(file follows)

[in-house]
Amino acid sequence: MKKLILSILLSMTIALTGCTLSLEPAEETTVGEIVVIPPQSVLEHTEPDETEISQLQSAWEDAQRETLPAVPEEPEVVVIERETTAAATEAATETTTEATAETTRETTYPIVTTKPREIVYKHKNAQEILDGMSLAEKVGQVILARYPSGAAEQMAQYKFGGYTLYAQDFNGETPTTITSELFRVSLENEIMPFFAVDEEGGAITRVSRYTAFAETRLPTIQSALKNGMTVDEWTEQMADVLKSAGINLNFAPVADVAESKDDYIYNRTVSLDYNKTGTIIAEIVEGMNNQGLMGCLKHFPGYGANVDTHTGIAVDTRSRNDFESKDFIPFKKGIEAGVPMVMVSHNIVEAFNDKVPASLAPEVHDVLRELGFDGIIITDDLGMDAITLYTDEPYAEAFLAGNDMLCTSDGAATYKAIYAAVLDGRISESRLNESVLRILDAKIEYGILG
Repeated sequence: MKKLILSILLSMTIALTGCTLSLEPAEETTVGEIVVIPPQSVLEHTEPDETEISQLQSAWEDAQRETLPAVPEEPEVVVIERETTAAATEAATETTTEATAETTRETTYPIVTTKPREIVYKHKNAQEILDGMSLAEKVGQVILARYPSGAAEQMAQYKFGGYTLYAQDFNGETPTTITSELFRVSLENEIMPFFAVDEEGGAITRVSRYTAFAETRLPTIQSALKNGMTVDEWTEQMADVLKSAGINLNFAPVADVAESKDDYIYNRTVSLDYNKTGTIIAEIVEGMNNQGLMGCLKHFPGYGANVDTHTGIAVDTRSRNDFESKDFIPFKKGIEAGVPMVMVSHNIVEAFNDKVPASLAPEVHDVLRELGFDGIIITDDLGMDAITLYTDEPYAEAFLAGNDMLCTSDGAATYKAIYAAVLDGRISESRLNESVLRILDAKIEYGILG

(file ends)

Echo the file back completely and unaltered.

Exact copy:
[in-house]
Amino acid sequence: MKKLILSILLSMTIALTGCTLSLEPAEETTVGEIVVIPPQSVLEHTEPDETEISQLQSAWEDAQRETLPAVPEEPEVVVIERETTAAATEAATETTTEATAETTRETTYPIVTTKPREIVYKHKNAQEILDGMSLAEKVGQVILARYPSGAAEQMAQYKFGGYTLYAQDFNGETPTTITSELFRVSLENEIMPFFAVDEEGGAITRVSRYTAFAETRLPTIQSALKNGMTVDEWTEQMADVLKSAGINLNFAPVADVAESKDDYIYNRTVSLDYNKTGTIIAEIVEGMNNQGLMGCLKHFPGYGANVDTHTGIAVDTRSRNDFESKDFIPFKKGIEAGVPMVMVSHNIVEAFNDKVPASLAPEVHDVLRELGFDGIIITDDLGMDAITLYTDEPYAEAFLAGNDMLCTSDGAATYKAIYAAVLDGRISESRLNESVLRILDAKIEYGILG
Repeated sequence: MKKLILSILLSMTIALTGCTLSLEPAEETTVGEIVVIPPQSVLEHTEPDETEISQLQSAWEDAQRETLPAVPEEPEVVVIERETTAAATEAATETTTEATAETTRETTYPIVTTKPREIVYKHKNAQEILDGMSLAEKVGQVILARYPSGAAEQMAQYKFGGYTLYAQDFNGETPTTITSELFRVSLENEIMPFFAVDEEGGAITRVSRYTAFAETRLPTIQSALKNGMTVDEWTEQMADVLKSAGINLNFAPVADVAESKDDYIYNRTVSLDYNKTGTIIAEIVEGMNNQGLMGCLKHFPGYGANVDTHTGIAVDTRSRNDFESKDFIPFKKGIEAGVPMVMVSHNIVEAFNDKVPASLAPEVHDVLRELGFDGIIITDDLGMDAITLYTDEPYAEAFLAGNDMLCTSDGAATYKAIYAAVLDGRISESRLNESVLRILDAKIEYGILG